Corn's natural sugars start to convert to starch immediately after picking, which means the longer corn sits after picking, the less sweet it will taste.  For maximum flavour and sweetness, corn should be eaten the same day it was picked. 

Alternatively, it can be stored in a cool, moist place, such as the refrigerator, for up to three days.  Storing fresh corn in a cool place will help slow the breakdown of the sugars and help maintain its sweet taste.  If you're traveling with fresh corn, store it in a cooler with plenty of ice.


There are many ways to prepare corn on the cob - whether it's baking, boiling, roasting, or grilling.


Bring a large pot of water to a boil.  Add husked corn and bring back to a boil.  Cook for 4 minutes, remove from heat and serve warm.  Do not add salt or sugar to the water, which will toughen the corn.  Alternatively, drop the corn in a pot of boiling water, cover, remove from heat and let stand for 5 minutes or until tender - remove from water and serve warm.


Preheat oven to 375°F (190°C).  Strip off the husk and remove any fine silk from the corn.  Wrap in foil and bake for 20 to 30 minutes, or until tender.


Remove any silk from the top of the cob, soak corn (in the husk) for 5 to 10 minutes.  Place corn on the grill and cook over medium heat for 15 minutes, or until tender.  Alternatively you can peel the corn, wrap in foil and then place the corn on the grill.


Remove most of the husk, leaving one or two layers in place.  Remove the silk from the top of the husk.  Place corn on a paper towel and microwave for 3 to 4 minutes. Remove from heat, and very carefully remove remaining layers of husk.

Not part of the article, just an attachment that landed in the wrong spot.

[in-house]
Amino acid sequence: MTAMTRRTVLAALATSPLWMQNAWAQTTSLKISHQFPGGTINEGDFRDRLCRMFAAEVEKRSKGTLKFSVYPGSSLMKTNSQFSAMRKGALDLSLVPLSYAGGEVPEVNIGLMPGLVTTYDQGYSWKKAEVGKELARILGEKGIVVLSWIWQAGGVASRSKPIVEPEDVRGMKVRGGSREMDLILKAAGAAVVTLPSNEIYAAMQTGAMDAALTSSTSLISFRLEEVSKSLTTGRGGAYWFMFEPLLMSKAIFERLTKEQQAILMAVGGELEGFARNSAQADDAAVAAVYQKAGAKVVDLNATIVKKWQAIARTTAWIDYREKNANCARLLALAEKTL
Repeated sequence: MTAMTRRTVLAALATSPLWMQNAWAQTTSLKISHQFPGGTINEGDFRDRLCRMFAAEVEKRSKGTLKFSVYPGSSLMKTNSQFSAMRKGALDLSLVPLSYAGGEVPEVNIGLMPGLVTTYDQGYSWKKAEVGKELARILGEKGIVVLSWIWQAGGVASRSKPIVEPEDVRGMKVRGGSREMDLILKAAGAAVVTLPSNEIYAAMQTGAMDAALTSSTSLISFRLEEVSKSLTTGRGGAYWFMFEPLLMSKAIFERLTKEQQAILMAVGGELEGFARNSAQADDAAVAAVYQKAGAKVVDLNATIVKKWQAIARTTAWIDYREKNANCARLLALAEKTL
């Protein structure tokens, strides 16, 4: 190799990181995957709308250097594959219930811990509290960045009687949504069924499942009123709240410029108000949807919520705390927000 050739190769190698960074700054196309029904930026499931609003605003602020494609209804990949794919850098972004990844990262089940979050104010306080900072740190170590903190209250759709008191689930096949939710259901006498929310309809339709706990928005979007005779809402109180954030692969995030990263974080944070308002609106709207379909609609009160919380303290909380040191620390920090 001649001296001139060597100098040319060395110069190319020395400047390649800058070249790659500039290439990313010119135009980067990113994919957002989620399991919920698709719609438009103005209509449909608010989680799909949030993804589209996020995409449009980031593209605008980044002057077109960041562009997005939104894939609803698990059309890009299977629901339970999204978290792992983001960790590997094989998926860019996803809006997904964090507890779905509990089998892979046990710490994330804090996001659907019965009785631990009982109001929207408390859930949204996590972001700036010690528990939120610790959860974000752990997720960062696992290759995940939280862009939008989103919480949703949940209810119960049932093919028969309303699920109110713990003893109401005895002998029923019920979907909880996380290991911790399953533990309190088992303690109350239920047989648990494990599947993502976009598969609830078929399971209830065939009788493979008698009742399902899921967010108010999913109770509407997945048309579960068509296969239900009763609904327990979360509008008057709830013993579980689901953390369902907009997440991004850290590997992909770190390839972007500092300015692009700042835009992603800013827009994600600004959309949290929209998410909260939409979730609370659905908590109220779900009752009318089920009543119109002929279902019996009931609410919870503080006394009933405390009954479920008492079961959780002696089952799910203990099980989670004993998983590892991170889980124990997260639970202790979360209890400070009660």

If smothering butter on hot corn on the cob is the only way you enjoy it, it's time to broaden your horizons.  Here are many different (and healthy) ways to cook, season and enjoy fresh corn on the cob. 

Healthy ways to enjoy


  • Add fresh or frozen corn kernels to savoury muffin and quick breads batters.
  • Make a colourful, nutrient-packed omelet with fresh corn kernels, sliced red bell peppers and baby spinach leaves.


  • Top a fresh green salad with roasted corn kernels.
  • Make a satisfying mid-summer lunch by combining equal parts black beans, chickpeas, kidney beans and corn kernels.  Season with a drizzle of extra virgin olive oil, freshly squeezed lime juice, minced garlic and chopped and fresh cilantro.


  • Instead of butter, season hot corn on the cob with a fresh lime juice.  Just run a sliced lime up and down a warm cob of corn and sprinkle with chili powder.
  • Leftover corn from the weekend barbecue?  Make a delicious corn chowder and freeze for cold winter nights.
  • Make a Mexican inspired stir-fry with corn kernels, black beans and sliced avocado. 


  • Pass up the high-sodium microwave popcorn for home-roasted popcorn.  In a large pot heat 3 tbsp (40 ml) of olive oil or canola oil and 3 popcorn kernels.  When the kernels begin to pop, add 3/4-cup (175 ml) popcorn and cover.  Shake the pot over the heat until popcorn stops popping.  Remove from heat; season with a small amount of sea salt. 

More Information

Ontario Corn Producers' Association - http://www.ontariocorn.org/

Foodland Ontario - http://www.foodland.gov.on.ca/index.html

The World's Healthiest Foods - http://www.whfoods.com/genpage.php?tname=foodspice&dbid=90

Strom's Farm - Guelph Ontario - http://www.strom.ca/index.htm

Did you know?

  • One ear of corn averages 16 rows with 800 kernels.
  • A bushel or corn weighs 56 pounds (25.4 kg) and contains over 72, 800 kernels.  It can produce 32 lbs of starch, or 33 lbs of sweetener.
  • About 60 percent of corn grown in Ontario, Canada is used for livestock.
  • Of 10,000 items in the average grocery store, over 2500 use corn in some form during production, processing or packaging.